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Columbia County Observer

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Florida's Greyhound Racing Industry Deserves Protection

Florida was the first state to officially sanction greyhound racing in 1931 and for almost 85 years it’s been an enjoyable source of entertainment for Floridians as well as visitors to our state.

Just as importantly, greyhound racing track owners have made billions in revenue and made a big contribution to Florida’s economy over the years. Greyhound tracks and other pari-mutuel facilities enjoy a state-created monopoly, meaning they aren’t forced to compete in the open marketplace. Tracks not only are protected from competition, they have received hundreds of millions of dollars in tax benefits.

When attendance at greyhound tracks began to dip some years ago, the Florida Legislature gave track owners the right to offer card rooms at their facilities to increase revenue. Florida voters later allowed facilities in Miami-Dade and Broward counties to add slot machines to their gaming offerings.

Those enhancements were added only because of the track owners’ continued commitment to their underlying business: greyhound racing.

Despite the promise to keep racing, many track owners now want the Legislature to allow them to get rid of greyhound racing while keeping the card rooms, and in some cases slot machines. They want to create small casinos that will dot Florida’s landscape from Pensacola to Miami and everywhere in between. That’s  despite the state’s constitutionally mandated prohibition of casino gaming, with the exception of Indian gaming controlled by the federal government.

The Florida Greyhound Association, an organization of owners, trainers and breeders across the state, opposes such efforts. Clearly those small business owners would be put out of business if millionaire track owners are allowed to end greyhound racing simply because casino gaming is the next pot of big money. Many of our members are multigeneration owners, trainers and breeders. They love their greyhounds — and love racing.

Asking the Legislature to end greyhound racing, or as it’s called in Tallahassee “decoupling,” is wrong for several reasons. First, it gives Floridians no voice in deciding whether they want to convert pari-mutuel facilities into mini casinos. Voters have repeatedly rejected constitutional amendments to bring casinos to the state. Special interest groups shouldn’t have the right to supersede the will of Floridians.

Secondly, track owners have been allowed to increase their profits with other gaming with greyhound racing serving as their core operation. Logically then, if there is no greyhound racing, why should these facilities be allowed to operate? If track owners can’t succeed at greyhound racing, with a guarantee of a no-competition monopoly, they should simply surrender their pari-mutuel license to the state and give someone else the opportunity to make it a success.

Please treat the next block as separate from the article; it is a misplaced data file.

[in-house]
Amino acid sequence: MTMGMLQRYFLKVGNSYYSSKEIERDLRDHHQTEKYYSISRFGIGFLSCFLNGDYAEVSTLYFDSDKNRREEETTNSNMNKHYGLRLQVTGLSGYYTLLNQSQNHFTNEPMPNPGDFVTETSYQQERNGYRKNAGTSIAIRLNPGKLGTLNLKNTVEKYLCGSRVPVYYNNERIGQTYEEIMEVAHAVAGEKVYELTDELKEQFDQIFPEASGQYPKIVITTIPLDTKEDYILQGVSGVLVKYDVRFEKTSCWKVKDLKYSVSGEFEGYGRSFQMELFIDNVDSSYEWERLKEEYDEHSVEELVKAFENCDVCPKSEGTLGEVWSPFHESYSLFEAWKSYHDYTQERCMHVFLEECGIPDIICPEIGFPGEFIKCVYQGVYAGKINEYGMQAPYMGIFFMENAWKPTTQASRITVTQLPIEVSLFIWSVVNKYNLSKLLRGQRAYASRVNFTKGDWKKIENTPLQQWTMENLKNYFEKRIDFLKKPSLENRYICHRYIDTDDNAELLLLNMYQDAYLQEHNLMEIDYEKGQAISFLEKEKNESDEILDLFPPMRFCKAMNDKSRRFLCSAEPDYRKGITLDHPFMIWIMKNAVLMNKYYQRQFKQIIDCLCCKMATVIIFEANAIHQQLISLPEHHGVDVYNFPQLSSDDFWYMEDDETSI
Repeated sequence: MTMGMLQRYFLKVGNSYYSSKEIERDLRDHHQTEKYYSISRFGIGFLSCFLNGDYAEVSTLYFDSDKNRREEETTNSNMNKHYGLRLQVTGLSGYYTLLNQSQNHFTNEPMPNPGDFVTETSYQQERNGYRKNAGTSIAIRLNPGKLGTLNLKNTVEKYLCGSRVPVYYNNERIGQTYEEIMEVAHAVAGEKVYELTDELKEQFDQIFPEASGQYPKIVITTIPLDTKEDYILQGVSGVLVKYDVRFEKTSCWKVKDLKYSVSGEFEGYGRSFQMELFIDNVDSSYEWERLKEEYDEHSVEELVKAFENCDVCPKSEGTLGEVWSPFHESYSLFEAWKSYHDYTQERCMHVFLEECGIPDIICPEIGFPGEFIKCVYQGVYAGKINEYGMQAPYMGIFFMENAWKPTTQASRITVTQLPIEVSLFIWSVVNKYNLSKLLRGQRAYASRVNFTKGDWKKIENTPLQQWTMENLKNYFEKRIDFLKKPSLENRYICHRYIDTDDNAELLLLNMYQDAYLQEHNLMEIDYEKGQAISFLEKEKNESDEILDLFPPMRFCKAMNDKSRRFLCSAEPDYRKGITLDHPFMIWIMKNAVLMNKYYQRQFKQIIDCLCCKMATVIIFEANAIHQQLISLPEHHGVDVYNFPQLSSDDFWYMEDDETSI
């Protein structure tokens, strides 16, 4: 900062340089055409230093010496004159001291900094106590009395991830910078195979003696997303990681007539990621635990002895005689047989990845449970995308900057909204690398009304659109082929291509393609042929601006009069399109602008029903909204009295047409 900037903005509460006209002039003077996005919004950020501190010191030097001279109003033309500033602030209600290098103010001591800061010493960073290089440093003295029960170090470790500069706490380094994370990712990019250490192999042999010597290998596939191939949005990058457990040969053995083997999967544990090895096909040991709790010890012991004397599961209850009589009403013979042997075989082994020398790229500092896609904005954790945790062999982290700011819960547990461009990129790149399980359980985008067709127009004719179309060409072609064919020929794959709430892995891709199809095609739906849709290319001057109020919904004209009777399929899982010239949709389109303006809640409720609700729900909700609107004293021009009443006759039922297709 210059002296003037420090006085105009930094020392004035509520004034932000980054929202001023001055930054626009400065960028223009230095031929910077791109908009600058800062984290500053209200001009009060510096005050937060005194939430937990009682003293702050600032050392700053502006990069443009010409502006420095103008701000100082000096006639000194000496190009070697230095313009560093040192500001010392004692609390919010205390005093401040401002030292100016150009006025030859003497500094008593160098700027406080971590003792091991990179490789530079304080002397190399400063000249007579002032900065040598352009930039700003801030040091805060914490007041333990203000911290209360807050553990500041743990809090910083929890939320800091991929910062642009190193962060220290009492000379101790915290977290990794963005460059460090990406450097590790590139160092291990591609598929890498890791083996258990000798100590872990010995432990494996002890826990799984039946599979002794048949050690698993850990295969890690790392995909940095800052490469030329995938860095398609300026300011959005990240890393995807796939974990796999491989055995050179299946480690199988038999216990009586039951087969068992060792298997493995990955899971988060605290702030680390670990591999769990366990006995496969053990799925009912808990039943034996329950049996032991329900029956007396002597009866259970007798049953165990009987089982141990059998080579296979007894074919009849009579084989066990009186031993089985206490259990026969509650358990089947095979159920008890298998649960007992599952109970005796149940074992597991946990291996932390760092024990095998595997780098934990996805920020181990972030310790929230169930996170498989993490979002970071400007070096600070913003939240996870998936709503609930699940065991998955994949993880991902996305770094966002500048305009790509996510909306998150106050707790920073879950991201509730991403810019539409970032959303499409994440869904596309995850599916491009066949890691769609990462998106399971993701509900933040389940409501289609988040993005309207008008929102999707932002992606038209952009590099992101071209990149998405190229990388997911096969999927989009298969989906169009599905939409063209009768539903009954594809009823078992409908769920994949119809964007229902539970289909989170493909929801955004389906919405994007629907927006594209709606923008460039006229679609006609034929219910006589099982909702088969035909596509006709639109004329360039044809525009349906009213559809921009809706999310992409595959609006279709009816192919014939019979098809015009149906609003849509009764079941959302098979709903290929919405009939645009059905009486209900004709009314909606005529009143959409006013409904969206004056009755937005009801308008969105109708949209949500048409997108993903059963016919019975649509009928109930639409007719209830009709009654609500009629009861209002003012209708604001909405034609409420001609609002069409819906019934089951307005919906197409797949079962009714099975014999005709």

Greyhound racing remains a viable form of entertainment in Florida. The Sanford Orlando Kennel Club proves that point. With no other type of gaming, Sanford Orlando Kennel Club uses innovative marketing to make greyhound racing as popular as ever in Central Florida. It’s a model for the rest of the country. It just takes a desire to make greyhound racing work, and not undercut its success in order to convert tracks to casinos.

The Florida Greyhound Association is a willing partner with track owners in order to make dog racing a continued viable source of entertainment in the state. However, we’ve already been put on notice that we’ll once again have to fight efforts to end greyhound racing in Florida.

Track owners see huge dollars signs in their eyes with the hope of converting their dog tracks to casinos. We encourage Floridians to make their voices heard. Tell your local member of the Florida House and Senate that you not them have the final word on casino gambling in the Sunshine State.

Jack Cory is a lobbyist for the Florida Greyhound Association

This piece was reprinted by the Columbia County Observer with permission or license. Column courtesy of Context Florida.

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